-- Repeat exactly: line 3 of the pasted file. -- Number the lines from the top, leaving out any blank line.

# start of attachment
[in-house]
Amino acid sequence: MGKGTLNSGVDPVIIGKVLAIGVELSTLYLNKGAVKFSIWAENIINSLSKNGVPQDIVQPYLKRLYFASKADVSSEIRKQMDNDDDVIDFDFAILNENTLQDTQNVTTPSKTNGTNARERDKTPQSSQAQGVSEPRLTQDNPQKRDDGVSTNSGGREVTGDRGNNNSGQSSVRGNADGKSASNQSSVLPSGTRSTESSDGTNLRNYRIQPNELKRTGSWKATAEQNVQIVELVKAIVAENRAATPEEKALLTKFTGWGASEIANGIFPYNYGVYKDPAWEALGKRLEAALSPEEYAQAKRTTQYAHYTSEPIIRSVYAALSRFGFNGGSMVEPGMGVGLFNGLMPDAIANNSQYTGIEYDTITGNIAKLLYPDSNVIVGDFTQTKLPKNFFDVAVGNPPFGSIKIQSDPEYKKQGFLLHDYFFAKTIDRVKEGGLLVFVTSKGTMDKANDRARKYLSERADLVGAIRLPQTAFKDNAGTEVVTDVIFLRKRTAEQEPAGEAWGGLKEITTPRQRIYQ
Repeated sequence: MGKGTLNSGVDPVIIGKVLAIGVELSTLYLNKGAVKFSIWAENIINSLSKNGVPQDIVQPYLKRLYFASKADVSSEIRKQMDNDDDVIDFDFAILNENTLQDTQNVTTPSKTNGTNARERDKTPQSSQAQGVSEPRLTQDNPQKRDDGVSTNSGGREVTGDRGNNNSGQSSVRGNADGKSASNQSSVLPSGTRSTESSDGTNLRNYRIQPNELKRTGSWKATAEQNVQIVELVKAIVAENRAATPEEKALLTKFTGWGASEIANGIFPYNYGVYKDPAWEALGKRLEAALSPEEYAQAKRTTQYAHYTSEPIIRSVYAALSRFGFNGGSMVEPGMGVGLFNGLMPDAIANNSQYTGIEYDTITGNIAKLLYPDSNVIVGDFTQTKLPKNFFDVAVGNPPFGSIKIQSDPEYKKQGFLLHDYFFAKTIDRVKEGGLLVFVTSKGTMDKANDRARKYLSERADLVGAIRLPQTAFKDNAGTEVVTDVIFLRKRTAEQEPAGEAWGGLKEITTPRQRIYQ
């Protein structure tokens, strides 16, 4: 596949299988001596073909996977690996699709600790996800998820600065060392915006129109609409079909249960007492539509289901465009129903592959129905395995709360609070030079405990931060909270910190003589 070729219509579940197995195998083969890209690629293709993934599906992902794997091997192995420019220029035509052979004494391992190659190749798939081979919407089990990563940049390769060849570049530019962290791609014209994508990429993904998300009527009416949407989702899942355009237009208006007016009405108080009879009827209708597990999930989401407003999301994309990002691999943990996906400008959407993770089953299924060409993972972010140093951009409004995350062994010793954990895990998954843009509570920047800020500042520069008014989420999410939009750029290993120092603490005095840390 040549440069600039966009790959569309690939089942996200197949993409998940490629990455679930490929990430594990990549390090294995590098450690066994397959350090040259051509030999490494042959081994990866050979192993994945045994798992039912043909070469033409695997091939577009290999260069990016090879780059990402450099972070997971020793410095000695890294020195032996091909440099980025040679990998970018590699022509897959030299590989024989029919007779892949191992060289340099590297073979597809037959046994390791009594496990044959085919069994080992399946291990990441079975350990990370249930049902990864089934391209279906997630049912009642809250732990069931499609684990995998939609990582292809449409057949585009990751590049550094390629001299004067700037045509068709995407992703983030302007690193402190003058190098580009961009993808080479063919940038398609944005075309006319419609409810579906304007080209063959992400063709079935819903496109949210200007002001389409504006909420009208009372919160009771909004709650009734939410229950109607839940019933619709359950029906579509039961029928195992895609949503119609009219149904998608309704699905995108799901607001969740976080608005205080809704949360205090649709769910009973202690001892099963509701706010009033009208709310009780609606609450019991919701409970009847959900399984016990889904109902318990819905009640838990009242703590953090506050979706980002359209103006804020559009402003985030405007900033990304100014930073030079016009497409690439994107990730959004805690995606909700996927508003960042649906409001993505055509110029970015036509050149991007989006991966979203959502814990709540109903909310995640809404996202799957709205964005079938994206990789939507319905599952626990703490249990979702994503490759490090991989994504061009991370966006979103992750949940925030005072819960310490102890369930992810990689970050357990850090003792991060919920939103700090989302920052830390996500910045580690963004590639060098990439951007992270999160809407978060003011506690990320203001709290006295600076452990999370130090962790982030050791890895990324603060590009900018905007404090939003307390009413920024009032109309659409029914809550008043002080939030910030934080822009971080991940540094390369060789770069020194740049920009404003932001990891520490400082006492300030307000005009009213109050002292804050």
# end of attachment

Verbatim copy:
Repeated sequence: MGKGTLNSGVDPVIIGKVLAIGVELSTLYLNKGAVKFSIWAENIINSLSKNGVPQDIVQPYLKRLYFASKADVSSEIRKQMDNDDDVIDFDFAILNENTLQDTQNVTTPSKTNGTNARERDKTPQSSQAQGVSEPRLTQDNPQKRDDGVSTNSGGREVTGDRGNNNSGQSSVRGNADGKSASNQSSVLPSGTRSTESSDGTNLRNYRIQPNELKRTGSWKATAEQNVQIVELVKAIVAENRAATPEEKALLTKFTGWGASEIANGIFPYNYGVYKDPAWEALGKRLEAALSPEEYAQAKRTTQYAHYTSEPIIRSVYAALSRFGFNGGSMVEPGMGVGLFNGLMPDAIANNSQYTGIEYDTITGNIAKLLYPDSNVIVGDFTQTKLPKNFFDVAVGNPPFGSIKIQSDPEYKKQGFLLHDYFFAKTIDRVKEGGLLVFVTSKGTMDKANDRARKYLSERADLVGAIRLPQTAFKDNAGTEVVTDVIFLRKRTAEQEPAGEAWGGLKEITTPRQRIYQ